THE TURN OF THE SCREW by Henry James, adapted by Jeffrey Hatcher, directed by Craig Walker, with Michelle Mallen and Walker. Presented by Theatre Kingston at the Tarragon Extra Space (30 Bridgman). Runs to June 29, Tuesday-Saturday 8 pm, matinee Sunday 2:30 pm. $20, stu/srs $16, Sunday pwyc. 416-531-1827. Rating: NNNN Rating: NNNN
Seduction slithers silent and serpent-like through The Turn Of The Screw, Jeffrey Hatcher's adaptation of Henry James's intentionally ambiguous ghost story. It's the tale of an impressionable governess at an English country house who believes her young charges are possessed by the spirits of a former governess and valet.The stage version keeps part of the novel's frame, in which a male narrator introduces the governess's tale -- he's possibly as infatuated with her as she is with her mysterious employer -- and then gives all the parts except the governess (Michelle Mallen) to one actor (director Craig Walker). Since all the haunting in the tale may be in the admittedly romantic governess's active, sexually awakened imagination, it's another neat turn to have her project the face of her employer on everyone in her world.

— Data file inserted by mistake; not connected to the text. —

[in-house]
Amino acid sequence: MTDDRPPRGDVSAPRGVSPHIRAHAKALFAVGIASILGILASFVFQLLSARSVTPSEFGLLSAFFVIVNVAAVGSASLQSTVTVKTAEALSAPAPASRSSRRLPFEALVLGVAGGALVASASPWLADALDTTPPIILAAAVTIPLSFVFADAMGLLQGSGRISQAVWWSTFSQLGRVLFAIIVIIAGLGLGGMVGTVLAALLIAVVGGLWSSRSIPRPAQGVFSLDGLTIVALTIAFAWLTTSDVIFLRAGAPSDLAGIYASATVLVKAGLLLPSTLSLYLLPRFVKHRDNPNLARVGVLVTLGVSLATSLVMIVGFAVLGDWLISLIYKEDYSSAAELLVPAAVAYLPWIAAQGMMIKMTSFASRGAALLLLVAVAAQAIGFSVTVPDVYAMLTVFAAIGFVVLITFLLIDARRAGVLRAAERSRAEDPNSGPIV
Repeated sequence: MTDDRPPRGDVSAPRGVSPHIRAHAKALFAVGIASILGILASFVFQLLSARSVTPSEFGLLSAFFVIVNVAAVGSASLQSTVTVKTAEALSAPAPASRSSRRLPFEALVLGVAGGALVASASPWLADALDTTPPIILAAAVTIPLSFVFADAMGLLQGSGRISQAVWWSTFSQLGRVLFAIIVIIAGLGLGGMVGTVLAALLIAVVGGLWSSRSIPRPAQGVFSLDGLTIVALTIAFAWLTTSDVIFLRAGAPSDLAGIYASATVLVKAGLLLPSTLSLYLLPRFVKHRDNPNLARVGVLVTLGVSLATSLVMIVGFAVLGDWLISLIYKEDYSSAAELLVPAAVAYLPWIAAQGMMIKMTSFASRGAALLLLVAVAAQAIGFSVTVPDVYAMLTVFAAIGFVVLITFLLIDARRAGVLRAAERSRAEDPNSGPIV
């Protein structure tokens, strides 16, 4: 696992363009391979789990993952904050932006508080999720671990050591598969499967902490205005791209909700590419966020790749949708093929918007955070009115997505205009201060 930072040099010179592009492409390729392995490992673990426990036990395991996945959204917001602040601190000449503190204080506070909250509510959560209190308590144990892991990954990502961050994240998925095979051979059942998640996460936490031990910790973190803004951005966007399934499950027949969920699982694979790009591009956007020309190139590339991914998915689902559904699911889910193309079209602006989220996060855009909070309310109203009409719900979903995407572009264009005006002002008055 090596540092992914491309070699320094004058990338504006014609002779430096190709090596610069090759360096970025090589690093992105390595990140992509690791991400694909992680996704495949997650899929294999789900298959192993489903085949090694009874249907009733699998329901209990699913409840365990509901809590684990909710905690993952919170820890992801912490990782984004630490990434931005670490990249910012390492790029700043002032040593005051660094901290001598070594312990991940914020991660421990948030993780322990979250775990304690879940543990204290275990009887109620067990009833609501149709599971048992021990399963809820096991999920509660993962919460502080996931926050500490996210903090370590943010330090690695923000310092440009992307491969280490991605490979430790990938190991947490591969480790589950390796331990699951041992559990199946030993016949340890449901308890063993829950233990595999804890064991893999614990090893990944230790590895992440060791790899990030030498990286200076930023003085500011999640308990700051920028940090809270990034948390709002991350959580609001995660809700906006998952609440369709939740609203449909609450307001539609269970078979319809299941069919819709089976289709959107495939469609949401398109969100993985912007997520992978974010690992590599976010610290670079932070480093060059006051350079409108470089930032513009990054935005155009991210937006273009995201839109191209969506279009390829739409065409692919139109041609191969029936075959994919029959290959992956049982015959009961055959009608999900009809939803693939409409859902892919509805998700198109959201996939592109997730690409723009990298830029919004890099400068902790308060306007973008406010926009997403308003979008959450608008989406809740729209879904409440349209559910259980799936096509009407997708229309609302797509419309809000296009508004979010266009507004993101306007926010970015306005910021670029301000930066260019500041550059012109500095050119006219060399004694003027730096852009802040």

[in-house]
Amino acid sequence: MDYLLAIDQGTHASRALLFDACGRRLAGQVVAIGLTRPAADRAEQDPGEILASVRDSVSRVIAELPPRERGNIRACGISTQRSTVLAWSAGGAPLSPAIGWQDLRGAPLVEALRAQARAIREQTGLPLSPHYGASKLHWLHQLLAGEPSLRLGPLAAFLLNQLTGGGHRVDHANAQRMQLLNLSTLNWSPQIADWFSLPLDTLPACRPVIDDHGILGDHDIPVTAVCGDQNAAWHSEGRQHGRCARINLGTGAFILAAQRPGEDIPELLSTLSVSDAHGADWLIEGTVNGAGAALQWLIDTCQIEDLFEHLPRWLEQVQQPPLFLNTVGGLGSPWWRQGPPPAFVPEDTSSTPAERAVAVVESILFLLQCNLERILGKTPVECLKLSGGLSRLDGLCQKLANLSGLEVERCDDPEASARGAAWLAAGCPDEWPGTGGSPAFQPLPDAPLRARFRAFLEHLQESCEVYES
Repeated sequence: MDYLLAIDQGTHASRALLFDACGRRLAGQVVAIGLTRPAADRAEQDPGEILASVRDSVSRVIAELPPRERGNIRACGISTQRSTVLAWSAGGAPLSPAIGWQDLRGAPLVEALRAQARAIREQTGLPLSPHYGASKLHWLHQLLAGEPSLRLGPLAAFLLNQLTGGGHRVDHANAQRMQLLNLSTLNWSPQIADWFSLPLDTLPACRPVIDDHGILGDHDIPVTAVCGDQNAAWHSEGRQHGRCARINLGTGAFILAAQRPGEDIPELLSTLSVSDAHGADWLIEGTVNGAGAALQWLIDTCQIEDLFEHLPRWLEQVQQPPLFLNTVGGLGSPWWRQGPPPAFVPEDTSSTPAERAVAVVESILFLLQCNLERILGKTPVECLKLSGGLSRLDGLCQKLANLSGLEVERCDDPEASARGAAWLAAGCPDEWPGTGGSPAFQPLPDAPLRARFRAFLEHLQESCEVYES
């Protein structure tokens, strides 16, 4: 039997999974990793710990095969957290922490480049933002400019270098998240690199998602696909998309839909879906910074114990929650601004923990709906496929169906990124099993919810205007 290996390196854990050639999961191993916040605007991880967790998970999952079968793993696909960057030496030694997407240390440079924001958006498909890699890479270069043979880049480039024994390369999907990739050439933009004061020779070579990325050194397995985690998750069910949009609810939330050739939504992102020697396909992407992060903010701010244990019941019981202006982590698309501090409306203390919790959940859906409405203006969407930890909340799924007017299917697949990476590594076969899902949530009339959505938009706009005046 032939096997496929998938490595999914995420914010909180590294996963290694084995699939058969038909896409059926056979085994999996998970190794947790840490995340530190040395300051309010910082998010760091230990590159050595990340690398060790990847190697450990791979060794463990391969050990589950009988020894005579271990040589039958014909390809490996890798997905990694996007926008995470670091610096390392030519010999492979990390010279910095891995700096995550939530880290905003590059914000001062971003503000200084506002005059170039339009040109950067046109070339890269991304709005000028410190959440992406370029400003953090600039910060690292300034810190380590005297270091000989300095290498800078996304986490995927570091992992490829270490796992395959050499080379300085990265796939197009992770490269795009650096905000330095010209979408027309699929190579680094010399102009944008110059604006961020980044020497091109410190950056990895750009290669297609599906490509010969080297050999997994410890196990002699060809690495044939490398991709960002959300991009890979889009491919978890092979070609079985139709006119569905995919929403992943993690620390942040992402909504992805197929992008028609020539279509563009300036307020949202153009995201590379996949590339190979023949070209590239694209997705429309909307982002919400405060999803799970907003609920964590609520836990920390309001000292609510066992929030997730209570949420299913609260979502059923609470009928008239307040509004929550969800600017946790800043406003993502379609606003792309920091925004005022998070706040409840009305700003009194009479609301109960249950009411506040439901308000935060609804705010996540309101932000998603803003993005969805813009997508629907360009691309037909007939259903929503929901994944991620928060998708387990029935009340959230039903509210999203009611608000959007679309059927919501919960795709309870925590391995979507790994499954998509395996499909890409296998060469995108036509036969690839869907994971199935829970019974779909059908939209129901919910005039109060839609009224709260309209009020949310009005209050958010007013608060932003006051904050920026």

With the help of lighting designer Jamie Press, Mallen and Walker tease out all the creepiness and sensuality in the script with finely detailed storytelling and an impressive creation of atmosphere.
The result isn't strictly James, since Hatcher compresses the novel's action and adds some details of plot and imagery, including turning the younger child into an invisible mute.
The piece sometimes falters because of these additions, which tend to make concrete what James leaves to the reader's imagination, especially in a gratuitous postlude that draws too-obvious conclusions from the tale's magic. firstname.lastname@example.org email@example.com